Zenon Pałat, „Architektura a polityka. Gloryfikacja Prus i niemieckiej misji cywilizacyjnej w Poznaniu na początku XX wieku”, Poznań 2011.
Janusz Pazder, „Zamek cesarski”, Poznań 2010.
Jan Skuratowicz, „Architektura Poznania 1890-1918”, Poznań 1991.

Visiting The Castle

The castle is accessible to visitors daily, from 9 am to 10 pm. The hallways, corridors and courtyards may be visited free of charge. 

Once a month, the visitors may partake in the SUNDAY AT THE CASTLE, when visitors may attend an open lecture  and tour the castle with a guide free of charge. The tour starts at 12 am. 

Another event held once a month is a night tour of the castle. It is an extended version of the usual guided tour, with a limited number of visitors. From April to October, our programme also includes special tours of the cellars and attics. 
Additionally, every type of tour may be booked with our guides on the following telephone number  61 64 65 288 or at Tour dates and times will depend on the availability of the guides and the current events at CK ZAMEK, therefore bookings should be made at least a week in advance

Prices for booked guided tours:
‒ guided tours from 9 am to 7 pm ‒ PLN 100 in Polish / PLN 150 in a foreign language – fee for a group of up to 70 persons; groups requiring language other than English are kindly requested to make bookings in reasonable advance;
‒ night guided tour, starting at 8 pm o 9 pm – PLN 450 in Polish/foreign language ‒ fee from a group of up to 70 persons;
‒ Cellars & Attics tours (from April to October) – PLN 375 in Polish/foreign language - fee for a group of up to 15 persons;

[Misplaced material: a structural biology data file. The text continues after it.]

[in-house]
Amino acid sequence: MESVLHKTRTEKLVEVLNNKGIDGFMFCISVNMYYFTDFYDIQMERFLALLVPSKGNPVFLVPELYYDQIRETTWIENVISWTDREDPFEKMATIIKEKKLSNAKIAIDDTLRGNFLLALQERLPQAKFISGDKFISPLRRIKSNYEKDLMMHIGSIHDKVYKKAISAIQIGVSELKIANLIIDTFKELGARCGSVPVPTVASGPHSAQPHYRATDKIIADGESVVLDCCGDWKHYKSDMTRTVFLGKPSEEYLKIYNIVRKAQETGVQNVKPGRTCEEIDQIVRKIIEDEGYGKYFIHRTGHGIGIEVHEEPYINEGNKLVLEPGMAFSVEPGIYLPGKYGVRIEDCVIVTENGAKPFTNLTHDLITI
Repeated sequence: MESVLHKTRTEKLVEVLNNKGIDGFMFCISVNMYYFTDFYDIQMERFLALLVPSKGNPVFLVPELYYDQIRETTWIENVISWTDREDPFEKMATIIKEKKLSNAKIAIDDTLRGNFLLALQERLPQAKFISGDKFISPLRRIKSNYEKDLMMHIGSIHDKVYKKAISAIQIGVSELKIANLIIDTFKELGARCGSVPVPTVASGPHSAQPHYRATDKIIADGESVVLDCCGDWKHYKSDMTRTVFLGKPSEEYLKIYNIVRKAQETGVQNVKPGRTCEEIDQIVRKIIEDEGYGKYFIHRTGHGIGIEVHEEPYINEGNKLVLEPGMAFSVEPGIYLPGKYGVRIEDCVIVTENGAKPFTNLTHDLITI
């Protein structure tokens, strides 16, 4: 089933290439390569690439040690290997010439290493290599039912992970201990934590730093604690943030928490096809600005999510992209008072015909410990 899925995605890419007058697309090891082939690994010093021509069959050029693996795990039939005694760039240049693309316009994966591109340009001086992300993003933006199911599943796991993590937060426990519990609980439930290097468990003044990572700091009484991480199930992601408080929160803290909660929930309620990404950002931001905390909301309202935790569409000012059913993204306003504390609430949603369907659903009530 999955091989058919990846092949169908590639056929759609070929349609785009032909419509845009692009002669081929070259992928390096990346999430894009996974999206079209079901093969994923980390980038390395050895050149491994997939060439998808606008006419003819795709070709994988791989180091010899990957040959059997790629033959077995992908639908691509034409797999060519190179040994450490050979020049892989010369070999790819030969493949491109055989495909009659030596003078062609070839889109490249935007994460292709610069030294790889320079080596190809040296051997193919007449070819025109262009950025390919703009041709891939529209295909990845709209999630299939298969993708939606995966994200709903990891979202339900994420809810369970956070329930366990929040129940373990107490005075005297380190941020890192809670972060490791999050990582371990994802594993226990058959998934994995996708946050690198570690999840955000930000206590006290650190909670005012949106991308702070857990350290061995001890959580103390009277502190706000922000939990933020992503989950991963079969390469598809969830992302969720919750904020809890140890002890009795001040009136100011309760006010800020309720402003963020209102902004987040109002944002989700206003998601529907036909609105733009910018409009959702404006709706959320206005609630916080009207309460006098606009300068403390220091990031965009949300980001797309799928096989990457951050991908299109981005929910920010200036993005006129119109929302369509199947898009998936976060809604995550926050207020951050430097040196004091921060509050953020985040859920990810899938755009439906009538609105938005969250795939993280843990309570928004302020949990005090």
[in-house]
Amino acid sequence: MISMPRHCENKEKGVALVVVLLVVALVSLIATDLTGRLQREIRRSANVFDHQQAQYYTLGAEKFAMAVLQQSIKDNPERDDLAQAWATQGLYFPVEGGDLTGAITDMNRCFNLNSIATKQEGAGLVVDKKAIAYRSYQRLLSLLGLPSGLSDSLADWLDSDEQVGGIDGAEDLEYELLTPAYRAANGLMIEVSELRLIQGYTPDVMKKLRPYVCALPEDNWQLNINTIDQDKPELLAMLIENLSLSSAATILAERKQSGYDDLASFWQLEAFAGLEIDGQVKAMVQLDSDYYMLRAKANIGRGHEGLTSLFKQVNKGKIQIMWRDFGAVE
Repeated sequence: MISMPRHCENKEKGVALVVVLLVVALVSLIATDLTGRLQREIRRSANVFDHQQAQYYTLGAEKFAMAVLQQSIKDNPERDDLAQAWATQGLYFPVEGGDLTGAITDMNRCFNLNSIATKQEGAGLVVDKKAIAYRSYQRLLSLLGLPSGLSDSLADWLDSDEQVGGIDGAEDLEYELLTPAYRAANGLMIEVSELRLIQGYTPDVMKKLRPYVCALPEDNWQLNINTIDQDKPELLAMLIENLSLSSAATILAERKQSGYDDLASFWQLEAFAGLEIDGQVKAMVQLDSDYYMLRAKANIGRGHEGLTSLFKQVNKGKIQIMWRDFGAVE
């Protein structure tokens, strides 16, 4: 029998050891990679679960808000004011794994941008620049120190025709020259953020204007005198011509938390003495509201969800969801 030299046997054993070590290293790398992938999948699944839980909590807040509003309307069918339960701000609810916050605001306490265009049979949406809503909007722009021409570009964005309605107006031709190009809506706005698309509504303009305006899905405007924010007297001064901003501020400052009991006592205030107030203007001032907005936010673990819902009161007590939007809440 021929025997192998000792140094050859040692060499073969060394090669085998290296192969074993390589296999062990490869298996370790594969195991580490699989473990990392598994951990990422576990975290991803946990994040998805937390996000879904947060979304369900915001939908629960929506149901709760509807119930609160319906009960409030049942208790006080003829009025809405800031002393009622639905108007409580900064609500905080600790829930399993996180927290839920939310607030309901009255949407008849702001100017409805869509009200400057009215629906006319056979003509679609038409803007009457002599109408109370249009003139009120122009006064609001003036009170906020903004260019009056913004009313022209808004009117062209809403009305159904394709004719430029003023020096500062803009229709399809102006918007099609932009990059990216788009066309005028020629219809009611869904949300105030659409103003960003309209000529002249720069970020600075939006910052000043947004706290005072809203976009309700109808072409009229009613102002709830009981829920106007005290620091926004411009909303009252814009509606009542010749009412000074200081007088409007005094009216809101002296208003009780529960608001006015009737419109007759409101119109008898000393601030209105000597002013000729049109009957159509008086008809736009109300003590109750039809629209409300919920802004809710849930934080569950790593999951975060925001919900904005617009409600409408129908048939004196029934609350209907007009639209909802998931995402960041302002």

Guided tours ‒ standard fees:
When space and guides are available, CK ZAMEK also organizes:
‒ guided tours on a chosen Wednesday of the month (tickets: PLN 10, subject to availability, starting at 6 pm);
‒ night tour of the castle on a chosen Friday of the month; (tickets: PLN 15, subject to availability, starting at 9 pm);
‒ Cellars & Attics tour on a chosen Thursday of the month; (tickets: PLN 25, subject to availability, starting at 8 pm); 

The days in which the above tours take place may change due to scheduled events at ZAMEK Culture Centre; up-to-date information about the tours is always available on ZAMEK’s website ( as well as in the calendar of events available in printed and electronic form on the premises of CK ZAMEK.

Tours with outside guides;
The Castle may also be visited with outside guides – in such cases the fee payable to ZAMEK is PLN 30. When coming to the Castle with an outside guide the ticket office and the security staff at CK ZAMEK should be advised. Payment of fee is not required when visiting the halls and corridors of the Castle which remain accessible to the general public, without entering the historic interiors shown in the course of our guided tours.

EU Co-Financed Project

Conversion of the Grand Hall complex at ZAMEK Culture Centre: With a view to effective use of cultural heritage 

project history.